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Two questions for vector bundles

  1. Dec 10, 2015 #1
    1 Let A → N, B → N be two vector bundles over a manifold N. How to show that there is a vector bundle Hom(A, B) whose fiber above x ∈ N is Hom(A, B)x := Hom(Ax, Bx)?
    2 Let A → N, B → N be two vector bundles over a manifold N. Let C∞(A, B) denote the space of maps of vector bundles from A to B. How to show that C∞(A, B) is a C∞(N)-module?

    Could you give me some ideas or reference ? Thank you!
     
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  3. Dec 10, 2015 #2

    lavinia

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    The bundle space,##E##, is just the collection of vector spaces, ##Hom(A_x,B_x)## with bundle projection, ##π:E \rightarrow X## defined by ##π(L_x) = x## where ##L## is a homomorphism in ##Hom(A_x,B_x)##. You need to show that this space determines a vector bundle by showing that the coordinate functions for ##A## and ##B## determine coordinate functions for ##Hom(A_x,B_x)##. This is not hard since the coordinate functions can be thought of as matrices that vary continuously over a coordinate neighborhood.( A coordinate neighborhood is an open set in the base above which the vector bundle is trivial.)

    The topology of ##E## is determined from local trivializaions because the coordinate transformations connecting overlapping local trivializaions are continuous if the coordinate transformations for ##A## and ##B## are continuous. Generally speaking, the topology of a bundle is determined by coordinate transformations since it defines the "gluing" maps that tell one how to identify fibers above intersection points of coordinate neighborhoods. The topology of the bundle is the quotient topology of the space of local trivializations under these identifications.

    In general operations on vector spaces such as tensor product, Hom, dual space, direct sum ... all determine new bundles from old.

    The smooth functions on ##N## is a ring under pointwise addition and multiplication. Pointwise multiplication of a bundle map by a smooth function on ##N## is again a bundle map.
     
    Last edited: Dec 10, 2015
  4. Dec 10, 2015 #3

    mathwonk

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    lavinia, does this work to construct Hom(E,F)? looking at an n- bundle E as given by a one-cocyle with values in the linear automorphisms of R^n, we start with two such cocycles, one with values in GLn and one with values in GLm and we want a cocycle with values in Aut(Hom(R^n,R^m)). Just use conjugation, i.e. at a point x where the two cocycles have values A in GLn, and B in GLm, the new cocycle takes C in Hom(R^n,R^m), to A^-1.C.B.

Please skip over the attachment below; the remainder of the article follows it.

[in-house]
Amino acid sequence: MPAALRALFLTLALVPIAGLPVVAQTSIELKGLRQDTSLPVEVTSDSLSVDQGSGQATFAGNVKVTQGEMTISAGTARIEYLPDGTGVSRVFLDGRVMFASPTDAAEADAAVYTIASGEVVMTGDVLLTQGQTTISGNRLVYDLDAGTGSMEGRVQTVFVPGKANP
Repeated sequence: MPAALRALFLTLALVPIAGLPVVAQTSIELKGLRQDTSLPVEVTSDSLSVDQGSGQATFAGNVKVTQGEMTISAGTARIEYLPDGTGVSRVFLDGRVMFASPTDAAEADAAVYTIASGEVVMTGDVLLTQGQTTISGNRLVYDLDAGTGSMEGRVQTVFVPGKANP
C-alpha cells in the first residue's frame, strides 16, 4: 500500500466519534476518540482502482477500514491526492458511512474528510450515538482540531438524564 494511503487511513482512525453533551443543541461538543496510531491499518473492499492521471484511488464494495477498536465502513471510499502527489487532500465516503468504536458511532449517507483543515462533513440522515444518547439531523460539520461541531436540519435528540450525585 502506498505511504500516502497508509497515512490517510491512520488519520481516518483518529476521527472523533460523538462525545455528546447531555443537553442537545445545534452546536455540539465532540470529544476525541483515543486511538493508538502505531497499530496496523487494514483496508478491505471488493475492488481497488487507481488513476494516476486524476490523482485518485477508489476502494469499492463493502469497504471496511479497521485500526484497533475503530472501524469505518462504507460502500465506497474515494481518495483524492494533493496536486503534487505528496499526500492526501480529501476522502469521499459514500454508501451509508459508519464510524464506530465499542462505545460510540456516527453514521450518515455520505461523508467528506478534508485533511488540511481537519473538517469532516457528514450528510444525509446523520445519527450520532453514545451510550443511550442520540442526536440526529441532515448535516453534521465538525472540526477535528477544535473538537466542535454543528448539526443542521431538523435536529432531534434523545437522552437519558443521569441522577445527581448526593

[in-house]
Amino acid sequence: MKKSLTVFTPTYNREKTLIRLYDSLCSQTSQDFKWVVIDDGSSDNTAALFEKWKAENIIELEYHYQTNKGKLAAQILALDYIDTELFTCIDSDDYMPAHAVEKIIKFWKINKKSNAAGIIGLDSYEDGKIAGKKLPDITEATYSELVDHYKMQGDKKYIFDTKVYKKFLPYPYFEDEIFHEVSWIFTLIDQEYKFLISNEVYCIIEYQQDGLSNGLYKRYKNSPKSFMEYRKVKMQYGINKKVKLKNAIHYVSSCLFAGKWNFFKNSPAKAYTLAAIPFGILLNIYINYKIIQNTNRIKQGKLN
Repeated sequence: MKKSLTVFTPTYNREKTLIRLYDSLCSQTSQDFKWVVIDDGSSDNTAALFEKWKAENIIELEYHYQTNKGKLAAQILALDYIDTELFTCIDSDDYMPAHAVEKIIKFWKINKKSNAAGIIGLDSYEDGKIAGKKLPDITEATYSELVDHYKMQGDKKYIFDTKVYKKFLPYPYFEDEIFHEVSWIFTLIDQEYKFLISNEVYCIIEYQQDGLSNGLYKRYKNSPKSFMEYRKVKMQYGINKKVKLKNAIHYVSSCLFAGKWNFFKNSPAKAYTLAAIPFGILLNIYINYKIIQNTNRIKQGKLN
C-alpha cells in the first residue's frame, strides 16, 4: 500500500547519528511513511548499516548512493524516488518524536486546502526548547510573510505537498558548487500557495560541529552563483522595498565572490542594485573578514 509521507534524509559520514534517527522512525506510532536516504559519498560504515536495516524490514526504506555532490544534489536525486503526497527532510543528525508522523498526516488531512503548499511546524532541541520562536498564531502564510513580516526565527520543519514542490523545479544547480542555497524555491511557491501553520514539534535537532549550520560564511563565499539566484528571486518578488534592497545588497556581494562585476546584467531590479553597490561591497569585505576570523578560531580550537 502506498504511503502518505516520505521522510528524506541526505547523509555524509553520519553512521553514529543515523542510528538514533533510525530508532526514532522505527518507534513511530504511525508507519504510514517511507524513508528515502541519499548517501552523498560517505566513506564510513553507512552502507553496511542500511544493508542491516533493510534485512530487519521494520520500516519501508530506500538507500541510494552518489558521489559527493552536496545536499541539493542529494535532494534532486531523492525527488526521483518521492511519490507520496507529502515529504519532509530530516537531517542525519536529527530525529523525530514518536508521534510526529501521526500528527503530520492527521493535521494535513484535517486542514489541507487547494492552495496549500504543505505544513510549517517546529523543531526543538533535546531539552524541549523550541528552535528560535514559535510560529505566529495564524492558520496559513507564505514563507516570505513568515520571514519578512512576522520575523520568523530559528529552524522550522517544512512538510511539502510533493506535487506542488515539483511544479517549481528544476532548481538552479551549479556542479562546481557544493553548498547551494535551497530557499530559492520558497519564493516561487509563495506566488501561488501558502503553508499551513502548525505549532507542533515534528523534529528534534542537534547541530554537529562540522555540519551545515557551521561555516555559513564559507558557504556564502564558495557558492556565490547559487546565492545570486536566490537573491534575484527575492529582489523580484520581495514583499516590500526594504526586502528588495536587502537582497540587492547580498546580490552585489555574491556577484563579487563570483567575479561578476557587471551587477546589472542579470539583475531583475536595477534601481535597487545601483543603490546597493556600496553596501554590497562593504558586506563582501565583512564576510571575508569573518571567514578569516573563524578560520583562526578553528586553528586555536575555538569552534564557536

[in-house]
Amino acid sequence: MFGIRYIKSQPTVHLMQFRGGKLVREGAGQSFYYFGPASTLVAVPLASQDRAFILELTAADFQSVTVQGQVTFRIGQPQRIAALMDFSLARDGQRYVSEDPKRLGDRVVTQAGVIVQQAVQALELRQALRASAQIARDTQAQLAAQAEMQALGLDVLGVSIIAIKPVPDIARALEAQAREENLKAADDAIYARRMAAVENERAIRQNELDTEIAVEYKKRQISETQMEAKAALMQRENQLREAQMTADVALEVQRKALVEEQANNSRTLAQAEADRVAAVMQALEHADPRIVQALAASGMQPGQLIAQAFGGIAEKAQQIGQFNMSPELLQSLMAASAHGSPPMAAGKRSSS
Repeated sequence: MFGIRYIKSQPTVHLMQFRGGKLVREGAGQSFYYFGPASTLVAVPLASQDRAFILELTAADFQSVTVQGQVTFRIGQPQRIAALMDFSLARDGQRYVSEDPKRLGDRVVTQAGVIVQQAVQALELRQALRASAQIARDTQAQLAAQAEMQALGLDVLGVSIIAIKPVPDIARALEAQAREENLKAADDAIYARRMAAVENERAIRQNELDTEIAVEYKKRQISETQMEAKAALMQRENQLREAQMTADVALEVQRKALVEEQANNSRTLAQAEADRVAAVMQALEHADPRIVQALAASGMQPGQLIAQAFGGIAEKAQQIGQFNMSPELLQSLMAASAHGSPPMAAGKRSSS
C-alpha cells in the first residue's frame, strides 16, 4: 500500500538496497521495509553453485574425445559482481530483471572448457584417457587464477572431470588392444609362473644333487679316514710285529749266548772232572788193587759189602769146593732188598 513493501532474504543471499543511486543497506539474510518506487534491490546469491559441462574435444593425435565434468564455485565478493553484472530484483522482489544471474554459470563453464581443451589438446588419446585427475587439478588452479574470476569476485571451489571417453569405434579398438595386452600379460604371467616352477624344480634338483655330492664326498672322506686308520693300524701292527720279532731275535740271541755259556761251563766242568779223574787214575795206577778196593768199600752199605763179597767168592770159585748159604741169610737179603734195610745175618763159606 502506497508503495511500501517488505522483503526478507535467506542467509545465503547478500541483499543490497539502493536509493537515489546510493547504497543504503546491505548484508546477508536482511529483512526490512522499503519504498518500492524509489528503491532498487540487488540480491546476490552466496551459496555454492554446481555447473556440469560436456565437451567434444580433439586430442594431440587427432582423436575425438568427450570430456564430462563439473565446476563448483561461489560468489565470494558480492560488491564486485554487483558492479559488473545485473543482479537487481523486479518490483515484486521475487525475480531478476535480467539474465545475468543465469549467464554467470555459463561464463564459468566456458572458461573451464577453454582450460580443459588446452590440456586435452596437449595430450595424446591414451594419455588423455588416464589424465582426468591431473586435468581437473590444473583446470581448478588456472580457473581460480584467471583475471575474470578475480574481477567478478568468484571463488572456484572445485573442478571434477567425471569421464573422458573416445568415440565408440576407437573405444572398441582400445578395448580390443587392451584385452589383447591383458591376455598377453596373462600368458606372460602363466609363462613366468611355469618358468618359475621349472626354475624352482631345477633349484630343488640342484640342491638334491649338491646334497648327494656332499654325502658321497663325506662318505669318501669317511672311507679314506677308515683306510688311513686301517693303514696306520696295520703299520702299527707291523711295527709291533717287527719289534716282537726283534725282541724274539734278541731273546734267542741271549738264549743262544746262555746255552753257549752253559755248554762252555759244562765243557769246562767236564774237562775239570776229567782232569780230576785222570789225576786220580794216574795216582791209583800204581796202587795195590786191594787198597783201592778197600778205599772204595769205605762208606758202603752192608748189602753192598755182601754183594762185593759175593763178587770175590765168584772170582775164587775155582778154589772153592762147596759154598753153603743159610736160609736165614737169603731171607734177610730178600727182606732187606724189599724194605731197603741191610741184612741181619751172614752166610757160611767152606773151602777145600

5. Dec 11, 2015 #4

    lavinia

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    I think so. Just use the change of basis transformation.

    ## A^{-1}:R^n \rightarrow R^n## followed by ##C:R^n \rightarrow R^m## then ##B:R^m \rightarrow R^m##. This rewrites ##C## in the new bases for ##R^n## and ##R^m##. This process is continuous in ##A## and ##B## so the gluing maps are continuous.

    Milnor's Characteristic Classes defines the idea of "continuous functor" from products of vector spaces into vector spaces.. For the purposes of vector bundles the functors assumed to be covariant. Continuity means that the assigmenet of linear maps by the functor is continuous as a function of the linear maps. Each continuous functor of this type determines a new vector bundle from old ones. Continuity guarantees the continuity of the derived coordinate transformations. ##Hom: V## x ##W \rightarrow Hom(V,W)## is an example.
     
    Last edited: Dec 11, 2015
  6. Dec 11, 2015 #5

    mathwonk

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    yes i got this idea from Atiyah's account in his book "K-theory" of Milnor's notion of continuous functors. i just tried to make it look shorter and more intrinsic, without picking bases for the spaces of matrices.
     
  7. Dec 11, 2015 #6

    lavinia

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    Right. You don't need to actually choose a basis. A and B are just linear maps.
     
  8. Dec 12, 2015 #7

    mathwonk

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    Actually, although I had read online that the idea of continuous functors was due to Milnor, it seems very clear, at least implicitly in the original book by Steenrod on fiber bundles. In the first 25 pages he describes bundles as given by a cocycle of coordinate transformations and shows that a continuous map between automorphism groups defines a new bundle, he calls a tensor bundle. he then gives the usual examples in the same way as we have discussed, but without using the word "functor". Atiyah's book appeared in 1964, and Milnor's in 1974, based on earlier notes from about 1958 as I recall. Still when Steenrod's book appeared in 1951, Milnor was only 20 years old and had apparently not begun to publish on the subject. That is, he had already proved at age 19 a significant theorem on knots, but at least his name is not in the bibliography of Steenrod's book on fiber bundles. So this construction seems to go back to the early days of the subject and only the terminology, but not the ideas, may be due later to Milnor or Atiyah. I.e. Milnor may have coined the term "continuous functor" but their use in constructing bundles apparently came earlier.